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Leftist groups meeting in Brazil call for Amazon protection

Greenpeace said its aim during the forums was to build consensus of having zero deforestation in the Amazon by 2015.
by Staff Writers
Belem, Brazil (AFP) Jan 28, 2009
Leftist groups attending the World Social Forum (WSF) in Brazil kicked off their week of activities Wednesday with a call for greater protection of the Amazon basin.

The issue was the first of many to be discussed at the gathering in Belem, northern Brazil, which is designed as an anti-globalization counterweight to the Davos World Economic Forum under way in Switzerland.

The WSF, which opened its six-day program on Tuesday, has brought together an estimated 100,000 people from unions, ecological organizations, feminist groups and other associations committed to its overarching slogan, "Another World is Possible."

Just outside Belem, some 2,000 indigenous people held a ritual of fire, water and offerings to Mother Earth in tribute to the Amazon rainforest.

One umbrella group representing 180 environmental organizations around the world, Climate Justice Now, urged WSF participants to pressure their governments towards sustainable development.

"The history of environmental negotiations shows us that we can't leave the search for a solution only in the hands of the UN, which the big political and economic powers push around," Nicola Bullard, a representative of the Thailand-based Focus on the Global South, told AFP.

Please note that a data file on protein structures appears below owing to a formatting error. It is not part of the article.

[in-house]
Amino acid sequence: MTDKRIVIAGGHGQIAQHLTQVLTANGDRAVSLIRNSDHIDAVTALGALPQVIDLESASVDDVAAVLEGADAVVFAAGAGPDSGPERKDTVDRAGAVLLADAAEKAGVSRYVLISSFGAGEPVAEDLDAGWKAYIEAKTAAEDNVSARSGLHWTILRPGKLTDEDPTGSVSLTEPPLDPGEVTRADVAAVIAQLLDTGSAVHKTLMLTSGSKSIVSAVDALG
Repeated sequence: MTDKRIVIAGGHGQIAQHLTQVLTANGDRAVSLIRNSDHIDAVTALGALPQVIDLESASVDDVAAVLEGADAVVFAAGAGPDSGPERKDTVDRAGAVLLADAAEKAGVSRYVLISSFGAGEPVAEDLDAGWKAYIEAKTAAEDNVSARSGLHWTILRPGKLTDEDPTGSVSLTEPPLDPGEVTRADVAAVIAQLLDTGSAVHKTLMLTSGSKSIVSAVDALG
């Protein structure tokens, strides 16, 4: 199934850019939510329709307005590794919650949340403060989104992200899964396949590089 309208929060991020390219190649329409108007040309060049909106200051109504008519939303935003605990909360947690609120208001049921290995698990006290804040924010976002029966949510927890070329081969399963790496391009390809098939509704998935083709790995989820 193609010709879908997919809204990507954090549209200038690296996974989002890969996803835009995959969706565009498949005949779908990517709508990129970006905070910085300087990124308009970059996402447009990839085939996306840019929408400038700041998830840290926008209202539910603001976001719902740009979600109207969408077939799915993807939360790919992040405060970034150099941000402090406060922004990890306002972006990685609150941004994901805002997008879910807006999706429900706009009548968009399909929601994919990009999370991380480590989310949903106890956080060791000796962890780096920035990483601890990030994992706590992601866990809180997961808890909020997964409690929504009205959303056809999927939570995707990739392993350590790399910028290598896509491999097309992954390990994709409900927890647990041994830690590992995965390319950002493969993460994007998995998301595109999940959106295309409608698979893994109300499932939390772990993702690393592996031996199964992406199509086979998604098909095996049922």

Greenpeace said its aim during the forums was to build consensus of having zero deforestation in the Amazon by 2015, a spokeswoman, Rebeca Lerer, said.

The issue was seen as emblematic for the forum. Brazil, the host country, possesses the greatest swath of the Amazon. In 2008, it lost more than 12,000 square kilometers to loggers, farmers and ranchers -- half of that in the state of Para, where the WSF was taking place.

"We know that the Amazon has a strategic function for the planet, giving life and water. But only its population has the conditions to create the base of a new model of development," said Aldalice Oterloo, of the Brazilian Association of NGOs.

An estimated 25 million people live in the Amazon, including indigenous communities who hoped the WSF would give their situation, and challenges, a higher profile.

"We are launching an SOS to the world. The planet is in danger and is heading for destruction. That's why we're here asking for solidarity," said Miguel Palacin, a Peruvian member of the Andean Coordination of Indigenous Organizations.

"The big multinationals are going into our territories, sometimes with the help of paramilitaries, sometimes with the assent of the government, pushing out our own communities. And those who resist are persecuted."

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Tree Deaths Have Doubled Across The Western US
Washington DC (SPX) Jan 24, 2009
Tree death rates have more than doubled over the last few decades in old-growth forests of the western United States, and the most probable cause of the worrisome trend is regional warming, according to a U.S. Geological Survey-led (USGS) study published in Science.

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